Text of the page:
Barre chords are notoriously difficult for the beginning guitarist. Now that I can finally, and to my own amazement, barre cleanly, I can tell you that it’s because barre chords are taught poorly. There’s no reason I shouldn’t have been able to barre perfectly from the very beginning, except that the critical information I needed was found in only a single source: Frederic Hand’s Classical Guitar Technique and Musicianship. Hand recommends two things that instantly fixed my barring technique: hyperextend the barring finger and place it straight down on the strings, without flexing it and without rolling or curving the finger to either side. This works every time for me.
Before this revelation months ago, I was subject to all manner of confusing recommendations. The Parkening Guitar Method recommends pressing “somewhat on the side of the finger” and stresses “position” of the finger over “pressure.” Numerous internet resources also recommend pressing on the “bony side” (physicians call this the “lateral” or “medial” side) of the finger instead of “with the flesh” (volar side). Pumping Nylon, the classical guitarist’s technique handbook par excellence, mentions various useful things like using the whole weight of the arm to barre instead of just squeezing with your finger and thumb (your fingers tire quickly if you don’t use your arm!). It also mentions releasing tension whenever possible, squeezing only the strings necessary for the notes you want to produce, curving your barring finger for certain chords. Et cetera. Some resources style the difficulty of the barre as a rite of passage: when you figure it out, things will progress more quickly, they promise. Others recommend a tincture of time: you’re a beginner, after all. It’s okay if you squeak or buzz when you barre! With more experience, you’ll get it…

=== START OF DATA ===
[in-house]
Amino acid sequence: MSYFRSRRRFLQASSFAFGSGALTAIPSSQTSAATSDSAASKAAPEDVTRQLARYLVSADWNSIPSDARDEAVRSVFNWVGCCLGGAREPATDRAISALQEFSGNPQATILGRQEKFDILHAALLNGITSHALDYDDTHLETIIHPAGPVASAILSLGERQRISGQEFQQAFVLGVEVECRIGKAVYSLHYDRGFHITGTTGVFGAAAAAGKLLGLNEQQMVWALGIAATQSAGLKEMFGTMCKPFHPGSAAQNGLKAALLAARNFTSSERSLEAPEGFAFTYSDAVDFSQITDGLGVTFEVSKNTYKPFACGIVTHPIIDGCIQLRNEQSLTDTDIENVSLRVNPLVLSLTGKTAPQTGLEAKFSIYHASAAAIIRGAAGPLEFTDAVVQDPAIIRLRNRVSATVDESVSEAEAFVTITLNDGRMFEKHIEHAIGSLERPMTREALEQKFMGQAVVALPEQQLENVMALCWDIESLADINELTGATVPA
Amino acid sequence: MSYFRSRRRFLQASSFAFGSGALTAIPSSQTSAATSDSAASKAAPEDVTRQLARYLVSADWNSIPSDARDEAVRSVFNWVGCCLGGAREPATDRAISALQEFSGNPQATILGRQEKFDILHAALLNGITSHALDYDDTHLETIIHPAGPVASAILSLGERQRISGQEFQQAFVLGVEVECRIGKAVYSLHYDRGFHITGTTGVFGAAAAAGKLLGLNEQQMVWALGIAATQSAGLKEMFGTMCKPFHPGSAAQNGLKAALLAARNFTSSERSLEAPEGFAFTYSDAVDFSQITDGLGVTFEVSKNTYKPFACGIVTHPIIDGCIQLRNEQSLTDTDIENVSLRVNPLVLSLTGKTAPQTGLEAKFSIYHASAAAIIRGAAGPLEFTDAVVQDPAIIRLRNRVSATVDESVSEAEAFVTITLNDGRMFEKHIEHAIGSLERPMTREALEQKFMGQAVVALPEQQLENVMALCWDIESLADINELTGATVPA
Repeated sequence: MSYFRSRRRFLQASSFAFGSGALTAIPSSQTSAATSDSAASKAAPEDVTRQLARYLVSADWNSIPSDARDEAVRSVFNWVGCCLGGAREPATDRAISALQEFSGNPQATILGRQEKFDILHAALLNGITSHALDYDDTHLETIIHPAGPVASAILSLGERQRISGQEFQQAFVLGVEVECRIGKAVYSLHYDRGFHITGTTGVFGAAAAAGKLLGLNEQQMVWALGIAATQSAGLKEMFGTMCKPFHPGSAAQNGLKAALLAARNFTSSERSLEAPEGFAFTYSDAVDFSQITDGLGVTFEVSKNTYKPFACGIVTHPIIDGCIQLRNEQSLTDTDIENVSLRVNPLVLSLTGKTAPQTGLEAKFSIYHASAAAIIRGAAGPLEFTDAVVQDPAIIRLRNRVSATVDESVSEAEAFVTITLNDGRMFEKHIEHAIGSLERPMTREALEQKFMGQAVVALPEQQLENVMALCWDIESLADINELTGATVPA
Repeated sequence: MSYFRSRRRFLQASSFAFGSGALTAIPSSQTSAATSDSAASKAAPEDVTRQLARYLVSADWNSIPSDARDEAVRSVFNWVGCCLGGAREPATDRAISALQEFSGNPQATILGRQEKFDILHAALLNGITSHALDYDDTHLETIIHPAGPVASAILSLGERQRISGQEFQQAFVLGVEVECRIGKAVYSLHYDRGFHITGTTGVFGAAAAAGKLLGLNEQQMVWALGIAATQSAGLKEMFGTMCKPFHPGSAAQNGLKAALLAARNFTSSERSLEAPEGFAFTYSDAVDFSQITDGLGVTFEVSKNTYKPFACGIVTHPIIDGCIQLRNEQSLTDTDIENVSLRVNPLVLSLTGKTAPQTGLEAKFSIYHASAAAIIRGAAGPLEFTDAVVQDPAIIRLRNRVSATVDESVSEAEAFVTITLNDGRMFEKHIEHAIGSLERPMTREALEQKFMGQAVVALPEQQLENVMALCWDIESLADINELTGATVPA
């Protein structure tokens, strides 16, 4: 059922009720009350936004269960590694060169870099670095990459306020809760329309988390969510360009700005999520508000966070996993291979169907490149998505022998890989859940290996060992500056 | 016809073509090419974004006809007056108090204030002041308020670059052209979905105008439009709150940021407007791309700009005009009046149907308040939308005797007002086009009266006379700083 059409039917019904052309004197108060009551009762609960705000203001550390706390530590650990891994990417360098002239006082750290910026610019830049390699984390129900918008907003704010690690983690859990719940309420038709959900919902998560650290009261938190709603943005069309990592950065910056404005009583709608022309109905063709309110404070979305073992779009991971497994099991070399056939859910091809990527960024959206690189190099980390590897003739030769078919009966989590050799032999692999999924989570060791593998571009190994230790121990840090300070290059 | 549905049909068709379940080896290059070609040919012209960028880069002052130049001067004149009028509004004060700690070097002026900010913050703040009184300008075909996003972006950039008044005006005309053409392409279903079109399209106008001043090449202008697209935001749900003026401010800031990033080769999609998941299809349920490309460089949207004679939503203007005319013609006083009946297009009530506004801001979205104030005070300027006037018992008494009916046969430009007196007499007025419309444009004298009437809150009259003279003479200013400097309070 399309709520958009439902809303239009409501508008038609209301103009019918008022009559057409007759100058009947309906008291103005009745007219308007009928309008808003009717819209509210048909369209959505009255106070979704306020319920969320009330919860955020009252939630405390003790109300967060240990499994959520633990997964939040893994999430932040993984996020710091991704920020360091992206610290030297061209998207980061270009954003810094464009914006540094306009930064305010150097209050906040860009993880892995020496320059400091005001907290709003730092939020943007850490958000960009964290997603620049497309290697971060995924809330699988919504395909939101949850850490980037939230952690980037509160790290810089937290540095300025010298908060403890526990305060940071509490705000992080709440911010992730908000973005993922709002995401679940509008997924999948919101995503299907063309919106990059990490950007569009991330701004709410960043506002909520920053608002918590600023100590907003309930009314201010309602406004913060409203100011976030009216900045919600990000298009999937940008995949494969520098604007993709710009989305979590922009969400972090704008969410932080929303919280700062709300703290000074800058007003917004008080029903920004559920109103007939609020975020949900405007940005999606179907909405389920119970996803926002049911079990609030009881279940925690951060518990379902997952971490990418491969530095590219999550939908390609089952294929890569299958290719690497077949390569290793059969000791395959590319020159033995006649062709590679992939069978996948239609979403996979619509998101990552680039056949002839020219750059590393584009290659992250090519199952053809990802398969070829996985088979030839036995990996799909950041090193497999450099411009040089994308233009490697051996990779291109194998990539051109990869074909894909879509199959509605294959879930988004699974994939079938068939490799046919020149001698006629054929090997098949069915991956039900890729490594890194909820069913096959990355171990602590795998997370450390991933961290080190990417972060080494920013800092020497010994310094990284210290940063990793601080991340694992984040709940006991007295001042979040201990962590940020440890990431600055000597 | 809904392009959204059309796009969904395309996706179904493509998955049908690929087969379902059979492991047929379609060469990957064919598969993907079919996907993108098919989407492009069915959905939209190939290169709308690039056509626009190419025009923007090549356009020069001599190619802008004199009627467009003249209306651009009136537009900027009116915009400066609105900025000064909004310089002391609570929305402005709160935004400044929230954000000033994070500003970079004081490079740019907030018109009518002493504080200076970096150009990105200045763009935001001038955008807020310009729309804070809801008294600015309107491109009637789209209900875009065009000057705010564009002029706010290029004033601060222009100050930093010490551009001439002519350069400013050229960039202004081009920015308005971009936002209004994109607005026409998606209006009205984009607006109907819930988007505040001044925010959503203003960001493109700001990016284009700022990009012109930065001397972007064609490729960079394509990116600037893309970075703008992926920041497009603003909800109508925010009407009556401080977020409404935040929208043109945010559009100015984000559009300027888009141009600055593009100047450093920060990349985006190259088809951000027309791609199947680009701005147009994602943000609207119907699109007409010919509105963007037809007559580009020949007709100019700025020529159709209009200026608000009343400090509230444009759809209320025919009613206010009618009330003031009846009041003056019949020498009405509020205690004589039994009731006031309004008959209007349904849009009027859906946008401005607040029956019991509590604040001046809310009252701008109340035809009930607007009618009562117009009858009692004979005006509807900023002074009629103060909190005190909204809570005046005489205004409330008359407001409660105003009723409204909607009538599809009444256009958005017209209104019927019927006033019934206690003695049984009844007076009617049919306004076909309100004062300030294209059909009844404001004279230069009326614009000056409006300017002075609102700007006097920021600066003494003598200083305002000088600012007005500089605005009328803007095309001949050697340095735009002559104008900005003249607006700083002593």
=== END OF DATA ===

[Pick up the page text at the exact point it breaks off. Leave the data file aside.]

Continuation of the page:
But I still buzzed, squeaked, or muted notes occasionally when I barred. None of the sources I reviewed mention the straightforward method Hand recommends and which worked instantly for me. It worked because it stopped me from flexing my finger ever so slightly, which is what produced the buzz, squeak, or muted note. It was a discrete leap, a 0/1, on/off thing, fueled by correct knowledge alone (not by strength, not by experience) to a new, satisfying level of skill.
The best way to learn is to have a personal instructor or coach. Even one-on-one instructors, though, can’t identify every problem that arises. They are only human. One must supplement with other sources of information. The bar of quality for these other, depersonalized educational strategies, such as books, articles, lectures, and videos, is so effectively low that syntopical browsing, as I did for barre chords, is often necessary to fill critical gaps in knowledge!